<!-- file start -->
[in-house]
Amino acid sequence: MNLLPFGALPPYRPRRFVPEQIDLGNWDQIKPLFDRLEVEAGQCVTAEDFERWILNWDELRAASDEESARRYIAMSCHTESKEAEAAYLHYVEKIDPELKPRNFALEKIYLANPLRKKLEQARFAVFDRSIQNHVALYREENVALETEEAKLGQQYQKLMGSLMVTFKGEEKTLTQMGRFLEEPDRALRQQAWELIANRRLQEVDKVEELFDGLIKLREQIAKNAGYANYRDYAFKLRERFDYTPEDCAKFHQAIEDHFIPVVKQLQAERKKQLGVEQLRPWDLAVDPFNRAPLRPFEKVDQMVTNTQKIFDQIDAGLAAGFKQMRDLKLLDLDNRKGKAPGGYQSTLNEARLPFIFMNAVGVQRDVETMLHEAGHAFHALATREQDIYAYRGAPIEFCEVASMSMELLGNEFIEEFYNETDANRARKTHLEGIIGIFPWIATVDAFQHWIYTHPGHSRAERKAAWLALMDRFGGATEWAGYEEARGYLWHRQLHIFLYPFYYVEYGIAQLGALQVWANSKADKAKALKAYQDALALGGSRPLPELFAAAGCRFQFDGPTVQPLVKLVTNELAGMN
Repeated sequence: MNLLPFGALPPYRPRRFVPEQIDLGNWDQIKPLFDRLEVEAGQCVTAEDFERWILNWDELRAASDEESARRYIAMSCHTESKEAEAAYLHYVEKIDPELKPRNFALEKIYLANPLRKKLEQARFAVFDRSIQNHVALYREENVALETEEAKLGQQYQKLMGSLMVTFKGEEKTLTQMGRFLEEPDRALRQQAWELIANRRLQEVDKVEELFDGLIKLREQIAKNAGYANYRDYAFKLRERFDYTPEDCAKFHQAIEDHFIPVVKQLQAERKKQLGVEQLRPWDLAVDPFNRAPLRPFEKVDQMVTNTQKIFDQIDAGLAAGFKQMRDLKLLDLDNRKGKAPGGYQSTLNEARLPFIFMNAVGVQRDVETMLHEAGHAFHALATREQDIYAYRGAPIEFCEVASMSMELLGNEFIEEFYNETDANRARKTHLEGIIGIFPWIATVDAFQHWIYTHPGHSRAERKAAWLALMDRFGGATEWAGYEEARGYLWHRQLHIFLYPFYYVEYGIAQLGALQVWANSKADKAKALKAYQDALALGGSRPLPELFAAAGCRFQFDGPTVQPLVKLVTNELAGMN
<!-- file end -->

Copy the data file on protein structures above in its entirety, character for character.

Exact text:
[in-house]
Amino acid sequence: MNLLPFGALPPYRPRRFVPEQIDLGNWDQIKPLFDRLEVEAGQCVTAEDFERWILNWDELRAASDEESARRYIAMSCHTESKEAEAAYLHYVEKIDPELKPRNFALEKIYLANPLRKKLEQARFAVFDRSIQNHVALYREENVALETEEAKLGQQYQKLMGSLMVTFKGEEKTLTQMGRFLEEPDRALRQQAWELIANRRLQEVDKVEELFDGLIKLREQIAKNAGYANYRDYAFKLRERFDYTPEDCAKFHQAIEDHFIPVVKQLQAERKKQLGVEQLRPWDLAVDPFNRAPLRPFEKVDQMVTNTQKIFDQIDAGLAAGFKQMRDLKLLDLDNRKGKAPGGYQSTLNEARLPFIFMNAVGVQRDVETMLHEAGHAFHALATREQDIYAYRGAPIEFCEVASMSMELLGNEFIEEFYNETDANRARKTHLEGIIGIFPWIATVDAFQHWIYTHPGHSRAERKAAWLALMDRFGGATEWAGYEEARGYLWHRQLHIFLYPFYYVEYGIAQLGALQVWANSKADKAKALKAYQDALALGGSRPLPELFAAAGCRFQFDGPTVQPLVKLVTNELAGMN
Repeated sequence: MNLLPFGALPPYRPRRFVPEQIDLGNWDQIKPLFDRLEVEAGQCVTAEDFERWILNWDELRAASDEESARRYIAMSCHTESKEAEAAYLHYVEKIDPELKPRNFALEKIYLANPLRKKLEQARFAVFDRSIQNHVALYREENVALETEEAKLGQQYQKLMGSLMVTFKGEEKTLTQMGRFLEEPDRALRQQAWELIANRRLQEVDKVEELFDGLIKLREQIAKNAGYANYRDYAFKLRERFDYTPEDCAKFHQAIEDHFIPVVKQLQAERKKQLGVEQLRPWDLAVDPFNRAPLRPFEKVDQMVTNTQKIFDQIDAGLAAGFKQMRDLKLLDLDNRKGKAPGGYQSTLNEARLPFIFMNAVGVQRDVETMLHEAGHAFHALATREQDIYAYRGAPIEFCEVASMSMELLGNEFIEEFYNETDANRARKTHLEGIIGIFPWIATVDAFQHWIYTHPGHSRAERKAAWLALMDRFGGATEWAGYEEARGYLWHRQLHIFLYPFYYVEYGIAQLGALQVWANSKADKAKALKAYQDALALGGSRPLPELFAAAGCRFQFDGPTVQPLVKLVTNELAGMN